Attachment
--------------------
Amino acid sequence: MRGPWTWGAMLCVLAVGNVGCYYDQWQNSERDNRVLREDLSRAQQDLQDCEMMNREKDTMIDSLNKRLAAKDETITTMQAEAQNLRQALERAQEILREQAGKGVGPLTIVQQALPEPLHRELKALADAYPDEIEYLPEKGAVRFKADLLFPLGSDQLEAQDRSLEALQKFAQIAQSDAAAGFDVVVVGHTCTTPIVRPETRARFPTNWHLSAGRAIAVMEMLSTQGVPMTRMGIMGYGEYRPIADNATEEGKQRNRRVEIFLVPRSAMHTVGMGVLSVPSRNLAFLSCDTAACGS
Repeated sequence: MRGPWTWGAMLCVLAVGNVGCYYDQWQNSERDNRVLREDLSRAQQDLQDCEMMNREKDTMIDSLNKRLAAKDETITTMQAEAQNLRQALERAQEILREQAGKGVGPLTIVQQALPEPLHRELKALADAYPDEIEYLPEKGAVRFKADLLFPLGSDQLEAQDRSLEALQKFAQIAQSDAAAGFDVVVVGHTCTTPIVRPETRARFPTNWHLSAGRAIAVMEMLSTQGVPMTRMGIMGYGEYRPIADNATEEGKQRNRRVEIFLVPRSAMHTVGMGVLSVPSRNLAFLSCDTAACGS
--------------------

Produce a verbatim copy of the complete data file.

Amino acid sequence: MRGPWTWGAMLCVLAVGNVGCYYDQWQNSERDNRVLREDLSRAQQDLQDCEMMNREKDTMIDSLNKRLAAKDETITTMQAEAQNLRQALERAQEILREQAGKGVGPLTIVQQALPEPLHRELKALADAYPDEIEYLPEKGAVRFKADLLFPLGSDQLEAQDRSLEALQKFAQIAQSDAAAGFDVVVVGHTCTTPIVRPETRARFPTNWHLSAGRAIAVMEMLSTQGVPMTRMGIMGYGEYRPIADNATEEGKQRNRRVEIFLVPRSAMHTVGMGVLSVPSRNLAFLSCDTAACGS
Repeated sequence: MRGPWTWGAMLCVLAVGNVGCYYDQWQNSERDNRVLREDLSRAQQDLQDCEMMNREKDTMIDSLNKRLAAKDETITTMQAEAQNLRQALERAQEILREQAGKGVGPLTIVQQALPEPLHRELKALADAYPDEIEYLPEKGAVRFKADLLFPLGSDQLEAQDRSLEALQKFAQIAQSDAAAGFDVVVVGHTCTTPIVRPETRARFPTNWHLSAGRAIAVMEMLSTQGVPMTRMGIMGYGEYRPIADNATEEGKQRNRRVEIFLVPRSAMHTVGMGVLSVPSRNLAFLSCDTAACGS